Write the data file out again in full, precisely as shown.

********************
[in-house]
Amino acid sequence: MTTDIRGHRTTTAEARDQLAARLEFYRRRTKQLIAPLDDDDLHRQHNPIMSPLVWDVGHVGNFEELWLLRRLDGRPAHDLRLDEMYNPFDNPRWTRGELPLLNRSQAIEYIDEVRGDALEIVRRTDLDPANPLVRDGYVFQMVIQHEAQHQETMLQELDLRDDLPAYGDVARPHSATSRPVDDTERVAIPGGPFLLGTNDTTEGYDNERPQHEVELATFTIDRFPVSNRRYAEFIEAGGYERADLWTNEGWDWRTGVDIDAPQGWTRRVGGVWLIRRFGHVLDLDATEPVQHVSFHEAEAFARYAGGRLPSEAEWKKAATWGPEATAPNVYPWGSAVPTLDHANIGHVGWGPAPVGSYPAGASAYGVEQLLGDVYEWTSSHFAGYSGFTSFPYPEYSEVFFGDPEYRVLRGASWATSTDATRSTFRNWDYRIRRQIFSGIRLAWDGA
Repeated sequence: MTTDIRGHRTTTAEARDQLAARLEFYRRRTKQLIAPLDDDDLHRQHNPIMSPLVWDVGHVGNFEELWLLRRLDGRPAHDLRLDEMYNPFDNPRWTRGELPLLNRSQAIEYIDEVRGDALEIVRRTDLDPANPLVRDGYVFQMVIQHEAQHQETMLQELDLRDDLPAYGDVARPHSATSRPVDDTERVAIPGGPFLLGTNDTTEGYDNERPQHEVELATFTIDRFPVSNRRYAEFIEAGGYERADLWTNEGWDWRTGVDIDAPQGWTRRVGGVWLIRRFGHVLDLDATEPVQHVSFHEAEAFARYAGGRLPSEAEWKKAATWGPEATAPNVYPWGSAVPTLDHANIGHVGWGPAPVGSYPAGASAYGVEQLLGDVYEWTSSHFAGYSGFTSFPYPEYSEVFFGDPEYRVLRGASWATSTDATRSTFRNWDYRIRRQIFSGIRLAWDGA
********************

[in-house]
Amino acid sequence: MTTDIRGHRTTTAEARDQLAARLEFYRRRTKQLIAPLDDDDLHRQHNPIMSPLVWDVGHVGNFEELWLLRRLDGRPAHDLRLDEMYNPFDNPRWTRGELPLLNRSQAIEYIDEVRGDALEIVRRTDLDPANPLVRDGYVFQMVIQHEAQHQETMLQELDLRDDLPAYGDVARPHSATSRPVDDTERVAIPGGPFLLGTNDTTEGYDNERPQHEVELATFTIDRFPVSNRRYAEFIEAGGYERADLWTNEGWDWRTGVDIDAPQGWTRRVGGVWLIRRFGHVLDLDATEPVQHVSFHEAEAFARYAGGRLPSEAEWKKAATWGPEATAPNVYPWGSAVPTLDHANIGHVGWGPAPVGSYPAGASAYGVEQLLGDVYEWTSSHFAGYSGFTSFPYPEYSEVFFGDPEYRVLRGASWATSTDATRSTFRNWDYRIRRQIFSGIRLAWDGA
Repeated sequence: MTTDIRGHRTTTAEARDQLAARLEFYRRRTKQLIAPLDDDDLHRQHNPIMSPLVWDVGHVGNFEELWLLRRLDGRPAHDLRLDEMYNPFDNPRWTRGELPLLNRSQAIEYIDEVRGDALEIVRRTDLDPANPLVRDGYVFQMVIQHEAQHQETMLQELDLRDDLPAYGDVARPHSATSRPVDDTERVAIPGGPFLLGTNDTTEGYDNERPQHEVELATFTIDRFPVSNRRYAEFIEAGGYERADLWTNEGWDWRTGVDIDAPQGWTRRVGGVWLIRRFGHVLDLDATEPVQHVSFHEAEAFARYAGGRLPSEAEWKKAATWGPEATAPNVYPWGSAVPTLDHANIGHVGWGPAPVGSYPAGASAYGVEQLLGDVYEWTSSHFAGYSGFTSFPYPEYSEVFFGDPEYRVLRGASWATSTDATRSTFRNWDYRIRRQIFSGIRLAWDGA